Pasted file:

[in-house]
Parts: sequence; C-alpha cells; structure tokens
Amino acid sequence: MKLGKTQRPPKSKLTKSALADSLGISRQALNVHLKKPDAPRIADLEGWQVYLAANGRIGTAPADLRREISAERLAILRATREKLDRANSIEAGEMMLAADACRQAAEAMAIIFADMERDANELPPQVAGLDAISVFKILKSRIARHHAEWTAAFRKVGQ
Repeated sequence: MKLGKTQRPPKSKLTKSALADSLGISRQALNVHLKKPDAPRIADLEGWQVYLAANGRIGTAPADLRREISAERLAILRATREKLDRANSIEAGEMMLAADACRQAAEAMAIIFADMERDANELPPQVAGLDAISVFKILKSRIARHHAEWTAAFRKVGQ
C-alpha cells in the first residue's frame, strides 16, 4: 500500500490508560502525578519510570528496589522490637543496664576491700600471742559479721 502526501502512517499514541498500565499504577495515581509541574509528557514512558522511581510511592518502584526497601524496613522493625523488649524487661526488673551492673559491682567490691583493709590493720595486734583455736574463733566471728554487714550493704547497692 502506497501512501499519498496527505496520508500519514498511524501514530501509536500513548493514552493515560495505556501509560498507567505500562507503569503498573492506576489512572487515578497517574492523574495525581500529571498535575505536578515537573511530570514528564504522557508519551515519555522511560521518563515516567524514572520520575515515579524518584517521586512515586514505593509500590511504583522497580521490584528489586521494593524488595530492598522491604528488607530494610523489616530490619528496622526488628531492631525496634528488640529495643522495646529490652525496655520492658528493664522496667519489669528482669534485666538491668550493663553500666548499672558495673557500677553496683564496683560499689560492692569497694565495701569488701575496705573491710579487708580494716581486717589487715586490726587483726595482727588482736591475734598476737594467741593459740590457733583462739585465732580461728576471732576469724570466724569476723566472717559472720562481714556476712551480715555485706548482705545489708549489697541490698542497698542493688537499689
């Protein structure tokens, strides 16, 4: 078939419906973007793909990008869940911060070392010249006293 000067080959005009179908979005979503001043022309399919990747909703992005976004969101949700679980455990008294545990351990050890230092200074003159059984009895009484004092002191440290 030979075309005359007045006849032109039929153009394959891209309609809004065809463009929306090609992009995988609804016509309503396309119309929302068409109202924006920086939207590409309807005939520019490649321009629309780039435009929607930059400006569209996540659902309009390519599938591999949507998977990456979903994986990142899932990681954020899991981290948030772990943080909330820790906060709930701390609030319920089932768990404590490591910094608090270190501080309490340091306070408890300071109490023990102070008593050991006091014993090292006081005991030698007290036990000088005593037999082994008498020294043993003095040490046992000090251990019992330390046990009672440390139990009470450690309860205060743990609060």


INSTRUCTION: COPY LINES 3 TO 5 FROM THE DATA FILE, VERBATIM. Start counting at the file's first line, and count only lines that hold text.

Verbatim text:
Amino acid sequence: MKLGKTQRPPKSKLTKSALADSLGISRQALNVHLKKPDAPRIADLEGWQVYLAANGRIGTAPADLRREISAERLAILRATREKLDRANSIEAGEMMLAADACRQAAEAMAIIFADMERDANELPPQVAGLDAISVFKILKSRIARHHAEWTAAFRKVGQ
Repeated sequence: MKLGKTQRPPKSKLTKSALADSLGISRQALNVHLKKPDAPRIADLEGWQVYLAANGRIGTAPADLRREISAERLAILRATREKLDRANSIEAGEMMLAADACRQAAEAMAIIFADMERDANELPPQVAGLDAISVFKILKSRIARHHAEWTAAFRKVGQ
C-alpha cells in the first residue's frame, strides 16, 4: 500500500490508560502525578519510570528496589522490637543496664576491700600471742559479721 502526501502512517499514541498500565499504577495515581509541574509528557514512558522511581510511592518502584526497601524496613522493625523488649524487661526488673551492673559491682567490691583493709590493720595486734583455736574463733566471728554487714550493704547497692 502506497501512501499519498496527505496520508500519514498511524501514530501509536500513548493514552493515560495505556501509560498507567505500562507503569503498573492506576489512572487515578497517574492523574495525581500529571498535575505536578515537573511530570514528564504522557508519551515519555522511560521518563515516567524514572520520575515515579524518584517521586512515586514505593509500590511504583522497580521490584528489586521494593524488595530492598522491604528488607530494610523489616530490619528496622526488628531492631525496634528488640529495643522495646529490652525496655520492658528493664522496667519489669528482669534485666538491668550493663553500666548499672558495673557500677553496683564496683560499689560492692569497694565495701569488701575496705573491710579487708580494716581486717589487715586490726587483726595482727588482736591475734598476737594467741593459740590457733583462739585465732580461728576471732576469724570466724569476723566472717559472720562481714556476712551480715555485706548482705545489708549489697541490698542497698542493688537499689